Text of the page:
At the end of October, Louisiana joined the growing number of states that have banned any new installations of the ET-Plus highway guardrail.
The guardrail has been linked to numerous deaths since 2005, when a design change produced a deadly malfunction. According to numerous reports, the new design caused a piece of metal that normally crumples upon impact to instead pierce through the vehicle body, killing or gravely injuring car occupants.
A few days before Louisiana and many other states rushed to ban the guardrail, a federal court jury found that the manufacturer, Trinity Industries, had defrauded transportation regulators by changing a piece of the guardrail’s end cap without divulging that information for several years. The jury decided that Trinity Industries should pay at least $175 million. The Dallas Morning News reports that a judge could decide to triple that figure.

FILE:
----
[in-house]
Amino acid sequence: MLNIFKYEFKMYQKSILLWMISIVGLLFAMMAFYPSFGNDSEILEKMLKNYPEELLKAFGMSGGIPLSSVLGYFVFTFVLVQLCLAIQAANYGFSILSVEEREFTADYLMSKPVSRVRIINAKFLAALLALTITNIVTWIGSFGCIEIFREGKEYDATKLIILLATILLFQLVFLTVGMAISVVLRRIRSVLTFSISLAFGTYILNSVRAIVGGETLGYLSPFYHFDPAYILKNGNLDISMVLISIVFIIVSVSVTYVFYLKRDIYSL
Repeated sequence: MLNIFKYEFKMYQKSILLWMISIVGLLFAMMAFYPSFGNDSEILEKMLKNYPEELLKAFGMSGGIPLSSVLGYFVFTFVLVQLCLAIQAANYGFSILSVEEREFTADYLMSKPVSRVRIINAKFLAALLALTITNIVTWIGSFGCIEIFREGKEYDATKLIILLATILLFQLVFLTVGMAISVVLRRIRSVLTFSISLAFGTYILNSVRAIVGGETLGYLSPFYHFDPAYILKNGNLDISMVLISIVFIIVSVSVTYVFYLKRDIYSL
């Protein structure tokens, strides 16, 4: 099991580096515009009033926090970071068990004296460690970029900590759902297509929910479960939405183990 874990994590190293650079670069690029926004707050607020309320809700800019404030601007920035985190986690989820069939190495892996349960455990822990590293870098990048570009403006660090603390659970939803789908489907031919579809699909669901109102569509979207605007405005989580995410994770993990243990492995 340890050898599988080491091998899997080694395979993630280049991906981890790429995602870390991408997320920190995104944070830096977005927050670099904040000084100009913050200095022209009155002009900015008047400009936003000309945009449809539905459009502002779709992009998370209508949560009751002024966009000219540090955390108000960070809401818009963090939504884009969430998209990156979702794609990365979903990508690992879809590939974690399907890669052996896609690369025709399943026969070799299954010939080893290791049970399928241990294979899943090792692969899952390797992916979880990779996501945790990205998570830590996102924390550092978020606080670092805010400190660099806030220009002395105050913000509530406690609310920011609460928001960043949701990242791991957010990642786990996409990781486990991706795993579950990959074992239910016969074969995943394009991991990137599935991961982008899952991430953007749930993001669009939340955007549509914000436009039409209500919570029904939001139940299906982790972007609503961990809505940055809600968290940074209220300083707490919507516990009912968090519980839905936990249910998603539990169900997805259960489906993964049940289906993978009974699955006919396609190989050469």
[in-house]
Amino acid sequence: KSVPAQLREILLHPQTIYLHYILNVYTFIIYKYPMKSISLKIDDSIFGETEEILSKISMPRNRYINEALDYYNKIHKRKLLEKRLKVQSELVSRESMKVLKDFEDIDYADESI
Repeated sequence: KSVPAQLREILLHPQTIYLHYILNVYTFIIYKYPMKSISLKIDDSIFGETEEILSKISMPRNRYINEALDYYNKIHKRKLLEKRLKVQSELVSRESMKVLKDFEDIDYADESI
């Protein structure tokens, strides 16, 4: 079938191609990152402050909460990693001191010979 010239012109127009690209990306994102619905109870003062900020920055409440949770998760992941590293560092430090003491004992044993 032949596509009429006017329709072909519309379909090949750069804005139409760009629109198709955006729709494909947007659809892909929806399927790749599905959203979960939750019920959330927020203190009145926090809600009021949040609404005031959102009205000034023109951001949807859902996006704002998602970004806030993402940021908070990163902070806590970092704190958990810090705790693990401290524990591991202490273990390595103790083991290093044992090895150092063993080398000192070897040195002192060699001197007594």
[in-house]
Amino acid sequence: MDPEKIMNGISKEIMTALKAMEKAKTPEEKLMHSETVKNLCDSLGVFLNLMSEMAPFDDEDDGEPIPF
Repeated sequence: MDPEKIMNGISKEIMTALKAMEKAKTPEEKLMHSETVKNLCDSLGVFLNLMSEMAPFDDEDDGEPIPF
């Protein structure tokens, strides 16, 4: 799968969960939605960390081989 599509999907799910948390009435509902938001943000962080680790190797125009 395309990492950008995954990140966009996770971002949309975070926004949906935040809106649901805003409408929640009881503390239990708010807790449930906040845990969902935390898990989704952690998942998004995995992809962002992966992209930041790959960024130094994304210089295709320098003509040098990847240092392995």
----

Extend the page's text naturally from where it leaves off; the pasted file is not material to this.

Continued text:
Trinity Industries stands by the safety of the product and plans to appeal the verdict, according to Bloomberg News.
While many states have already banned future installations of ET-Plus highway guardrail, Virginia has gone one step further, announcing plans to remove all of the defective end-caps from existing ET-Plus guardrails throughout the state.